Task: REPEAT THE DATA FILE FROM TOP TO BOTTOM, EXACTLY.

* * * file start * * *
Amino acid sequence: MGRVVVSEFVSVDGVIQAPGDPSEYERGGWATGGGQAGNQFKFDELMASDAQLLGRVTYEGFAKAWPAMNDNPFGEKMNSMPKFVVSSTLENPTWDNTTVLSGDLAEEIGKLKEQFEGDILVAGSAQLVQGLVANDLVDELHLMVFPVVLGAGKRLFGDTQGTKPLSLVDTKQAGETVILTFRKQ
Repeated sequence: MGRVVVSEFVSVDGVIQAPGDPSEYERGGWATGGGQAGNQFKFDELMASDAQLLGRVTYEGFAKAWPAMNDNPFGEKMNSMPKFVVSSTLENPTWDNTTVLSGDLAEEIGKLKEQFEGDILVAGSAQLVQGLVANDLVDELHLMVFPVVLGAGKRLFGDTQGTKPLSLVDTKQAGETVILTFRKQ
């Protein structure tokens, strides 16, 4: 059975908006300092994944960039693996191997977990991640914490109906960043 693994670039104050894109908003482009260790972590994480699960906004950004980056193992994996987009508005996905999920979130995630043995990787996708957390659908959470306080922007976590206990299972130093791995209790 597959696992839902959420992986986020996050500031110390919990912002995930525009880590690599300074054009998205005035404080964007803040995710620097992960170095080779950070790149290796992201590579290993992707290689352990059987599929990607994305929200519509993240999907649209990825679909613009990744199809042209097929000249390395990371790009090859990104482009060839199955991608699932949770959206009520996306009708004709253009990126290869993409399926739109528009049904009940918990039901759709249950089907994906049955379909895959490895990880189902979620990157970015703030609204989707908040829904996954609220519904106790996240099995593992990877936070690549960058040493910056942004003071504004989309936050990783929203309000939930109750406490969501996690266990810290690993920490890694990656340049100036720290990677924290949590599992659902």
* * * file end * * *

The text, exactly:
Amino acid sequence: MGRVVVSEFVSVDGVIQAPGDPSEYERGGWATGGGQAGNQFKFDELMASDAQLLGRVTYEGFAKAWPAMNDNPFGEKMNSMPKFVVSSTLENPTWDNTTVLSGDLAEEIGKLKEQFEGDILVAGSAQLVQGLVANDLVDELHLMVFPVVLGAGKRLFGDTQGTKPLSLVDTKQAGETVILTFRKQ
Repeated sequence: MGRVVVSEFVSVDGVIQAPGDPSEYERGGWATGGGQAGNQFKFDELMASDAQLLGRVTYEGFAKAWPAMNDNPFGEKMNSMPKFVVSSTLENPTWDNTTVLSGDLAEEIGKLKEQFEGDILVAGSAQLVQGLVANDLVDELHLMVFPVVLGAGKRLFGDTQGTKPLSLVDTKQAGETVILTFRKQ
């Protein structure tokens, strides 16, 4: 059975908006300092994944960039693996191997977990991640914490109906960043 693994670039104050894109908003482009260790972590994480699960906004950004980056193992994996987009508005996905999920979130995630043995990787996708957390659908959470306080922007976590206990299972130093791995209790 597959696992839902959420992986986020996050500031110390919990912002995930525009880590690599300074054009998205005035404080964007803040995710620097992960170095080779950070790149290796992201590579290993992707290689352990059987599929990607994305929200519509993240999907649209990825679909613009990744199809042209097929000249390395990371790009090859990104482009060839199955991608699932949770959206009520996306009708004709253009990126290869993409399926739109528009049904009940918990039901759709249950089907994906049955379909895959490895990880189902979620990157970015703030609204989707908040829904996954609220519904106790996240099995593992990877936070690549960058040493910056942004003071504004989309936050990783929203309000939930109750406490969501996690266990810290690993920490890694990656340049100036720290990677924290949590599992659902």